How to survive if you are a blog? Keep it brief and sick, with a handful good pics that tell the story only after an introduction in the opening paragraph, and nothing else. How to survive as a magazine? Scrap the first 16 pages, and only feature sick and longer articles with good accompaning (too early to spell) photos. It's a book, not an update. Timeliness is not the goal, and therefore updates on every event around is worthless. Give me an indepth first hand account of running the Stikine in a day, and I'll read about a rodeo event and everything else online.

My morning rant. Better than coffee.


Anonymous said...

yeah i like blogs, they are way more personal and often give you some more fun details. the only thing i wish there was is a site like playak to list the main ones and feature some each week or something.

Anonymous said...

Personaly I like the blogs because the people who put them up live those experiences and its' reasuring that you know the info is correct. I'm sure some editors get out and paddle, but overall when you read an artical on rivers or see photos of kayakers you've never heard of, I question (based on personal experience) how acurate the news is. Paddler credit, river flows, access, ect....

I'm all for the blogs and acurate info.
The Range life blog kicks ass! Thanks for all the posts and being accurate on all your info!


Bryan Owen said...

One advantage to a blog over the magazine is the immidiate feedback (like this) that any reader can post. It isn't edited and is straight from the reader. You rarely (but sometimes) see this in magazines like "letters to the editor."

In our little microcosm of kayaking blogs are great ways to share your adventures and stay in touck with the paddling community (and your friends/family). There is more of a personal elemnt here than an edited magazine article.

Magazines (like cutch says) are great for sitting down to read a story: while waiting on shuttle, at home, or riding in the passenger seast on the way to the river. I hope the paddling magazine is here to stay, and blogs (like TRL and Shaneslogic) offer easily acessible content that reaches the audience way faster than a magazine.

Have a great time in Peru fellas,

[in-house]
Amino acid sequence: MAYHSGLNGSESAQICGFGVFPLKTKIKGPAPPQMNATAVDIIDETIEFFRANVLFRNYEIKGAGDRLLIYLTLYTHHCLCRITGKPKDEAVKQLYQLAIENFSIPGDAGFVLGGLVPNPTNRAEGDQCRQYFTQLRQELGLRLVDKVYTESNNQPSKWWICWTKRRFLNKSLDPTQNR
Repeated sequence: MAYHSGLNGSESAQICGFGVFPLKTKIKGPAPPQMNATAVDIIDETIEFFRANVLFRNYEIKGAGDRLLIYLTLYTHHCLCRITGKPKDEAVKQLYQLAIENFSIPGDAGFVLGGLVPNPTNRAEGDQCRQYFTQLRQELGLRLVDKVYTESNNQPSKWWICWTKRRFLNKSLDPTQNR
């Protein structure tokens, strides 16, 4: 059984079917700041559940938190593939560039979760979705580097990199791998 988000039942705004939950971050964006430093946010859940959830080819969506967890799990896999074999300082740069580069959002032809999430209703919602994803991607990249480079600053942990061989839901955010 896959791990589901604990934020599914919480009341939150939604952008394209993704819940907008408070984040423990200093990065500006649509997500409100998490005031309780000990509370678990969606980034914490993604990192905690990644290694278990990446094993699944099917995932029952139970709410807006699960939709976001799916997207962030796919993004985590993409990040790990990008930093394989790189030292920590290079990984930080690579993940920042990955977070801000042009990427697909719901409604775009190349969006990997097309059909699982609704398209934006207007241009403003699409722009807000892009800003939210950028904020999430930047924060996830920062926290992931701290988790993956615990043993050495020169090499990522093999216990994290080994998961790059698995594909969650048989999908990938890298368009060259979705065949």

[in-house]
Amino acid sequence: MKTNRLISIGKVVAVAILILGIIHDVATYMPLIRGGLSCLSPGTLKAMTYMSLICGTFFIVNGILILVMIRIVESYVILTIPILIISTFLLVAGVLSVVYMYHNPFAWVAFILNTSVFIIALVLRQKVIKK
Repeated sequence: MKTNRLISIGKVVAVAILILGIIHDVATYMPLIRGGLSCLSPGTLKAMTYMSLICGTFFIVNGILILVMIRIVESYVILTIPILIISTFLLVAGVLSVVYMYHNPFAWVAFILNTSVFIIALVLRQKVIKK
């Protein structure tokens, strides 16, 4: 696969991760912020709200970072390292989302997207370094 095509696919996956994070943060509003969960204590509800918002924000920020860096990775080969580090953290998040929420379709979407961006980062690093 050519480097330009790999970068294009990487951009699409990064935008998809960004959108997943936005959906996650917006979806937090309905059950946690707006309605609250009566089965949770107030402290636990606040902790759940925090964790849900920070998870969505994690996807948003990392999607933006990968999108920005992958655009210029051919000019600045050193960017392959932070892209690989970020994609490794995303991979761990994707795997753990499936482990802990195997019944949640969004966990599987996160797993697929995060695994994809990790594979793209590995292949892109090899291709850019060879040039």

Bryan Owen

Anonymous said...

Hatjie.....get a job!! ;-)

Anonymous said...

blogs are way better, straight to the point and no editor saying how much space you are allowed, so blogs tend to have more photos ect... which reminds me... how is the VTH training going? we need an update!

Darin said...
This comment has been removed by a blog administrator.
Darin said...

I don't think blogs will ever replace magazines simply because (to me at least) it's much more enjoyable to sit down and read an article in a magazine or book rather than on a computer screen. The bonus is you can do it anywhere too.
Even so I feel long articles have their places in blogs, Oregon Kayaking's style highly influenced my own. It's nice to have a mix depending on what you want to read, be it a brief TR or a story about the whole adventure involved.
I was reading playboating the other day and wandered on an article that was very blog style, lots of pictures and a "we ran this, so and so got stuck in a hole"...a style that I feel should stay on blogs, Magazines do need well written articles to stay in business.
For whitewater magazine subscriptions I think focused magazines like Kayak Session, Rapid Magazine ect will do well, while the less defined magazines such as Paddler will suffer due to trying to reach a market that is finding it's needs met in blogs and other magazines. Really talking about the class IV-V+ crowd, Paddler ect will still do well with the rec crowd. Blogs don't seem to the appeal to this demographic.

No matter how good a photograph is online, it will allways look better in a magazine like Kayak Session. This is a obvious and huge advantage.
I think magazines will stick around, but have to keep the quality high to stay in business, which is a good thing.

Jefferson State Creeking

Anonymous said...

Just wanted to point out a couple inconsistencies that made me chuckle here. First, Shane, that link in your opening comment isn't to Paddler's blog. That's to Kayak magazine's website, which is really for past content only. The actual blog is So there's one error (Didn't somebody say that blogs have less errors?). I struggle to see how Kayak magazine has a lack of substance. The first article that appears is a photo essay on expeditions including one by Kyle M and Evan S, both range life contributors, and an Oregon posse led by Jason Rackley on the first D of Kenobi gorge, and Todd Gillman's exploration of Vancouver Island. Not to mention an essay on Daniel DeLaVergne. If that's not substance I'm wondering what is? And don't most of you know the people I just mentioned?